Allen, who as a U.S. senator threatened a filibuster to block a similar push for additional flights 20 years ago, called the proposed legislation “an overstep” in an opinion column the Post published.

“I feel as strongly today about the issue as I did then, when I told them they had no business intruding into our airports’ operations — nor theirs in Phoenix, Las Vegas, San Francisco, Dallas or anywhere else,” he wrote.

The legislation also received public backing from former Virginia House Speaker Bill Howell, a longtime Stafford County resident who says additional flights and destinations would benefit the people and businesses along I-95 whom he represented for more than 30 years in the General Assembly.

“It’s time for Congress to update this anti-competitive rule and allow the free market to best regulate flight options from airports,” Howell said in an opinion column published by The Washington Examiner.

That is not the view of the Coalition to Protect America’s Regional Airports, which includes Richmond International Airport. The airport has not had flights to Reagan National for 20 years, spokesman Troy Bell said, but it offers up to four connecting flights a day to Dulles.

“Some or all of these flights could be at risk — reducing the access options to or from Richmond — if the options out of (Dulles) were reduced,” Bell said.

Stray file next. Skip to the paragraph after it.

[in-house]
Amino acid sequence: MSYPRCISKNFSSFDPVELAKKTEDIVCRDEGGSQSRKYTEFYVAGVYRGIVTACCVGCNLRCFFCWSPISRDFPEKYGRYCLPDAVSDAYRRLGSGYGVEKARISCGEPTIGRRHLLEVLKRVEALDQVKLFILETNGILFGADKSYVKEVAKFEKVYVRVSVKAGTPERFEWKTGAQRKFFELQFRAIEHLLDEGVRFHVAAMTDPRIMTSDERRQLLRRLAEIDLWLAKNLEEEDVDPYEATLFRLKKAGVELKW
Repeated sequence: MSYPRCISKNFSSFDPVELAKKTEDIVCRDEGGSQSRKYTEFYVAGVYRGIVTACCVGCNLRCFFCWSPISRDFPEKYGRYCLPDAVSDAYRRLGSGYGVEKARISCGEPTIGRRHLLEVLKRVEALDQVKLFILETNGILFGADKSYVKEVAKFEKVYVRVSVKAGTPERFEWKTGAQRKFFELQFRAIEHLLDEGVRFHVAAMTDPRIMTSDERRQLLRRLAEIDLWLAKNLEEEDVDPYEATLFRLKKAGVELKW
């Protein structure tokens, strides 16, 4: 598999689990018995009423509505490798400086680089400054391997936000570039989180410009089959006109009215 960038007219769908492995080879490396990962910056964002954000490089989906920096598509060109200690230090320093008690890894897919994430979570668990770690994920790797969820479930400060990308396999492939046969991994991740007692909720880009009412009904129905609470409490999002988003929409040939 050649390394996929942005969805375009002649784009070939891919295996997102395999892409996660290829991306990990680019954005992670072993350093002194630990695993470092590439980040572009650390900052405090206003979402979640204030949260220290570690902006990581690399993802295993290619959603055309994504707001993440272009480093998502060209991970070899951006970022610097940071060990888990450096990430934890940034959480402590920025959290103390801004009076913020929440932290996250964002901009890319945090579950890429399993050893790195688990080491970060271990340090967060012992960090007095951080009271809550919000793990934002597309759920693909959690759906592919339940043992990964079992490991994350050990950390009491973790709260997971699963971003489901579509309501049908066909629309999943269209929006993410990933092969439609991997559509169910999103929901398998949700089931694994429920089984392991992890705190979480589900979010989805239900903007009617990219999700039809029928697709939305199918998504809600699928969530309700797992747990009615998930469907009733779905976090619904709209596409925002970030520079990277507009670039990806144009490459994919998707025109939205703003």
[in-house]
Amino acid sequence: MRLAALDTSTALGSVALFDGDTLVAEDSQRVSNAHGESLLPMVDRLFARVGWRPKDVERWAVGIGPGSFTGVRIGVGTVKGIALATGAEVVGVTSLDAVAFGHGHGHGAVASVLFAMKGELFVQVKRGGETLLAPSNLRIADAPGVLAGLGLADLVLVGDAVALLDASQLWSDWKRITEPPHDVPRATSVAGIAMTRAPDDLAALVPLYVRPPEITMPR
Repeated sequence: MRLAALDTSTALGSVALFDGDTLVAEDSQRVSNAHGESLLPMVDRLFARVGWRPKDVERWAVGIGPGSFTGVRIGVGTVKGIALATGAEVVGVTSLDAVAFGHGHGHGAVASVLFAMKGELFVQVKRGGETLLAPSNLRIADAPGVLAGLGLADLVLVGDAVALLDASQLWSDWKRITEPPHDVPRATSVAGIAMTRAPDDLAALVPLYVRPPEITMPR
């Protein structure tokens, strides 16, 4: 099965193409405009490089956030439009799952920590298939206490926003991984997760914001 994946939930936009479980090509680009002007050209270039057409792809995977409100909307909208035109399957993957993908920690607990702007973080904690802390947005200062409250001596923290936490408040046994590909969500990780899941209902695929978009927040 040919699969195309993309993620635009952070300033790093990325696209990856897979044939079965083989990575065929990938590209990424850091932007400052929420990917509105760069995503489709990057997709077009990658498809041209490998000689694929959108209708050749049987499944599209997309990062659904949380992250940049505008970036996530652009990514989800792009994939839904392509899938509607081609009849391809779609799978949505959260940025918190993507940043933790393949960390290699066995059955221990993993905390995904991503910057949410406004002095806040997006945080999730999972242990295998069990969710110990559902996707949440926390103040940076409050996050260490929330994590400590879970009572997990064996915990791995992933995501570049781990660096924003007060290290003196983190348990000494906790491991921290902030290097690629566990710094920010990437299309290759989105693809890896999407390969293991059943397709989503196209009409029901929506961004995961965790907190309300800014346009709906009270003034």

Proponents dispute suggestions that adding long-haul flights at Reagan National would diminish service to smaller regional airports. “The only way a flight gets cut is if the airline itself cuts it,” said Brian Walsh, spokesman for the coalition advocating the changes.

But Rep. Abigail Spanberger, D-7th, who represents localities along the I-95 corridor from Caroline County to Prince William County, sides with opponents.

“Right now, (Reagan National) already has the busiest runway in the country — and opponents of this legislation have successfully made the case that a perimeter extension would actually reduce flight options for Virginians, particularly the number of regional, short-haul flights,” Spanberger said in a statement.

The overriding question is whether Congress should make decisions about Virginia airports, said RIC’s Bell.

“Airports in general make local decisions about strategies and investments,” he said. “This local influence is critical for airports to run effectively and efficiently.”